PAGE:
Planning under uncertainty

Transcending planning-though-hope-and-haruspicy



We talk a lot about risk management but what do we do at the outer boundaries of certainty, where statistics meets irreducible complexity?

Scott Alexander:

Gallant wouldn’t have waited for proof. He would have checked prediction markets and asked top experts for probabilistic judgments. If he heard numbers like 10 or 20 percent, he would have done a cost-benefit analysis and found that putting some tough measures into place, like quarantine and social distancing, would be worthwhile if they had a 10 or 20 percent chance of averting catastrophe.

Managing black swans

TBC. Nassim Taleb has a whole career based on handling heavy-tailed risk and managing out-of-sample downsides (Taleb 2007, 2020). This subsection probably needs a better name and a notebook of its own. Contrariness dictates I will not use Taleb’s terms

Statistical pragmatism

Ben Recht on what probability theory even means in application introduces David Freedman:

The dominant convention in experimental sciences is to assert the existence of a probability distribution from which all observations in an experiment are samples. That is, most analyses begin with the assumption that the population is itself a stochastic entity whose statistical properties can be accurately modeled. Such probabilistic modeling is immediately problematic. We are forced to confront the notion of probability itself. What does the probability of an event mean? Is a Bayesian or Frequentist viewpoint more correct? What does it mean to sample a natural process?

My perspective on the pitfalls of probabilistic modeling has been heavily influenced by the writings of David Freedman. Freedman advocates for a pragmatic approach to statistical modeling. “Probability is just a property of a mathematical model intended to describe some features of the natural world. For the model to be useful, it must be shown to be in good correspondence with the system it describes.”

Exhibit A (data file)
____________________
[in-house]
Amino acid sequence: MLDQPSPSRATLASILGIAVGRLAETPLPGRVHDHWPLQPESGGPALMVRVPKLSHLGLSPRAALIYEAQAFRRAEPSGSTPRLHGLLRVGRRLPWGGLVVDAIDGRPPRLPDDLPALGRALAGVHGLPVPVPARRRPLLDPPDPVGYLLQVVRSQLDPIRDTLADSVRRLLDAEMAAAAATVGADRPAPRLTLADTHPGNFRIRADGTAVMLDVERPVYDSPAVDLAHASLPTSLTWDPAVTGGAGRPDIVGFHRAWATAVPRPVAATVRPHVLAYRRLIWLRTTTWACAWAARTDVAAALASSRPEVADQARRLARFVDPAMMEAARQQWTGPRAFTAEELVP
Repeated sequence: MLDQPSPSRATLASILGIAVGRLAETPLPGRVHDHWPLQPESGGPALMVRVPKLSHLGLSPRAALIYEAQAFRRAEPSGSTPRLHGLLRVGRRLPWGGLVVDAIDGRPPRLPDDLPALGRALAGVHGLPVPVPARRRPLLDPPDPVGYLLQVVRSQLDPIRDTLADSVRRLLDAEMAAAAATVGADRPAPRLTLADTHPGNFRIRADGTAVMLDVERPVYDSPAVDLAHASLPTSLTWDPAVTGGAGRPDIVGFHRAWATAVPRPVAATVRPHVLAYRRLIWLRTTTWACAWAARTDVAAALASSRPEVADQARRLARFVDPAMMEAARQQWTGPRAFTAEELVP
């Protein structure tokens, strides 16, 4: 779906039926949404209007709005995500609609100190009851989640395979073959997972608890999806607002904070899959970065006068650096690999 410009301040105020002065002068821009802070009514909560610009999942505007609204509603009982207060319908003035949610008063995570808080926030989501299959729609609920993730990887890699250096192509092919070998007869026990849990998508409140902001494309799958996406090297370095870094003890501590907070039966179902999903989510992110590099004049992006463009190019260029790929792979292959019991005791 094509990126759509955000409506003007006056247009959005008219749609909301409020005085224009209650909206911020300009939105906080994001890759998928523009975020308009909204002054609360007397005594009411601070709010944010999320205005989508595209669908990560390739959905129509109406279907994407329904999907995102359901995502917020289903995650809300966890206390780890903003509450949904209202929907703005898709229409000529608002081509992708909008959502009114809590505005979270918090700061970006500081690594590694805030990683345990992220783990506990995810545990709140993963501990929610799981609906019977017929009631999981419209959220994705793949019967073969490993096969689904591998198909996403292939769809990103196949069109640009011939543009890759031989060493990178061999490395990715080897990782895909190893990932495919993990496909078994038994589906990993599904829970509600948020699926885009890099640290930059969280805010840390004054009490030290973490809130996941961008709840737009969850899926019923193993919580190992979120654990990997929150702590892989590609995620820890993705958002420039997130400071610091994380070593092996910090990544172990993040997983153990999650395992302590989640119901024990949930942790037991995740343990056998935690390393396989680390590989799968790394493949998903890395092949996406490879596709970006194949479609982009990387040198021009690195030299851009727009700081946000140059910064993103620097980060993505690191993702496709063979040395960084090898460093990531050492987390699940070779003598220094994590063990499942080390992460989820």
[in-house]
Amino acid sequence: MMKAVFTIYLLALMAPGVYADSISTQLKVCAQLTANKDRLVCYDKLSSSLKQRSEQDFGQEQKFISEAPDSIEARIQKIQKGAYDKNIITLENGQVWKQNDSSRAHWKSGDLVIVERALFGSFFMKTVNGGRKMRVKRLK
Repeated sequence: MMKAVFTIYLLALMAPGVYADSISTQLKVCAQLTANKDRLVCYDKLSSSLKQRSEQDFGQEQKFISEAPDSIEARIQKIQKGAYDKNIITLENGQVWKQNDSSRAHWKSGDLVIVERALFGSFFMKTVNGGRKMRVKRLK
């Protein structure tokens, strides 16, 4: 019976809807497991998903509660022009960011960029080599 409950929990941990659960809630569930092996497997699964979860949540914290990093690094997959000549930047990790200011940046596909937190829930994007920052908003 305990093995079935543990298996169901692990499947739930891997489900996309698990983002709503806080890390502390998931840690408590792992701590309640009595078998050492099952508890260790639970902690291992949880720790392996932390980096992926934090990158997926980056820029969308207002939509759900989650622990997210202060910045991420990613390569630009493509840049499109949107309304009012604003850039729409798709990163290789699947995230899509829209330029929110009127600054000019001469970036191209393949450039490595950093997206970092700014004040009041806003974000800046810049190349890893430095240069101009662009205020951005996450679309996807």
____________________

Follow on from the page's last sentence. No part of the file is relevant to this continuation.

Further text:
There are some philosophical questions there. See also Effect size is significantly more important than statistical significance. – arg min blog.

References

Dawes, Robyn M., David Faust, and Paul E. Meehl. 1989. “Clinical Versus Actuarial Judgment.” Science, March. https://doi.org/10.1126/science.2648573.
Freedman, David A., and Philip B Stark. 2009. “What Is the Chance of an Earthquake?” In Statistical Models and Causal Inference: A Dialogue with the Social Sciences, edited by David Collier, Jasjeet S. Sekhon, and Philip B. Stark. Cambridge: Cambridge University Press. https://doi.org/10.1017/CBO9780511815874.
Smith, Gordon C. S., and Jill P. Pell. 2003. “Parachute Use to Prevent Death and Major Trauma Related to Gravitational Challenge: Systematic Review of Randomised Controlled Trials.” BMJ 327 (7429): 1459–61. https://doi.org/10.1136/bmj.327.7429.1459.
Taleb, Nassim Nicholas. 2007. “Black Swans and the Domains of Statistics.” The American Statistician 61 (3): 198–200. https://doi.org/10.1198/000313007X219996.
———. 2020. “On the Statistical Differences Between Binary Forecasts and Real-World Payoffs.” International Journal of Forecasting, April. https://doi.org/10.1016/j.ijforecast.2019.12.004.

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